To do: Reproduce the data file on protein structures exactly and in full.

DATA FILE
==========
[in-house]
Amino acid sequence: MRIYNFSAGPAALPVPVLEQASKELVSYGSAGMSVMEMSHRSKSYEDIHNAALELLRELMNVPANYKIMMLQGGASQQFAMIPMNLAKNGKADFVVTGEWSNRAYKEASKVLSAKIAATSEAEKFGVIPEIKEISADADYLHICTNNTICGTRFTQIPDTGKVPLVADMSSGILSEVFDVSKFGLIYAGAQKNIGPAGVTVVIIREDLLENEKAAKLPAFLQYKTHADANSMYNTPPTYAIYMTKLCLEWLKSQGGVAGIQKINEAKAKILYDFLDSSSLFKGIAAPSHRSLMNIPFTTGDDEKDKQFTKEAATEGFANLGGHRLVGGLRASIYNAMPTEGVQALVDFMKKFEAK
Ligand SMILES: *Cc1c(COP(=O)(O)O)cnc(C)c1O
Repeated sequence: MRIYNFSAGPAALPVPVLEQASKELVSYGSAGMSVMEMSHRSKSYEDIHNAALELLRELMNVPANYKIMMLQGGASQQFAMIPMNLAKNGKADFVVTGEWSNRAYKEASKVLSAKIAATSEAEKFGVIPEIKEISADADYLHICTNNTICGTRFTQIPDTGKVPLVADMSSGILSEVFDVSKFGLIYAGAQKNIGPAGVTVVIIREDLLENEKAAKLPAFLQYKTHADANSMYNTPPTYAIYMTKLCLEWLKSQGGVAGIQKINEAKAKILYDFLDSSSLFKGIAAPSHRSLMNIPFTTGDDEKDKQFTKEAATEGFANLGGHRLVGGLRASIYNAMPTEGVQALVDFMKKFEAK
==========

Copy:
[in-house]
Amino acid sequence: MRIYNFSAGPAALPVPVLEQASKELVSYGSAGMSVMEMSHRSKSYEDIHNAALELLRELMNVPANYKIMMLQGGASQQFAMIPMNLAKNGKADFVVTGEWSNRAYKEASKVLSAKIAATSEAEKFGVIPEIKEISADADYLHICTNNTICGTRFTQIPDTGKVPLVADMSSGILSEVFDVSKFGLIYAGAQKNIGPAGVTVVIIREDLLENEKAAKLPAFLQYKTHADANSMYNTPPTYAIYMTKLCLEWLKSQGGVAGIQKINEAKAKILYDFLDSSSLFKGIAAPSHRSLMNIPFTTGDDEKDKQFTKEAATEGFANLGGHRLVGGLRASIYNAMPTEGVQALVDFMKKFEAK
Ligand SMILES: *Cc1c(COP(=O)(O)O)cnc(C)c1O
Repeated sequence: MRIYNFSAGPAALPVPVLEQASKELVSYGSAGMSVMEMSHRSKSYEDIHNAALELLRELMNVPANYKIMMLQGGASQQFAMIPMNLAKNGKADFVVTGEWSNRAYKEASKVLSAKIAATSEAEKFGVIPEIKEISADADYLHICTNNTICGTRFTQIPDTGKVPLVADMSSGILSEVFDVSKFGLIYAGAQKNIGPAGVTVVIIREDLLENEKAAKLPAFLQYKTHADANSMYNTPPTYAIYMTKLCLEWLKSQGGVAGIQKINEAKAKILYDFLDSSSLFKGIAAPSHRSLMNIPFTTGDDEKDKQFTKEAATEGFANLGGHRLVGGLRASIYNAMPTEGVQALVDFMKKFEAK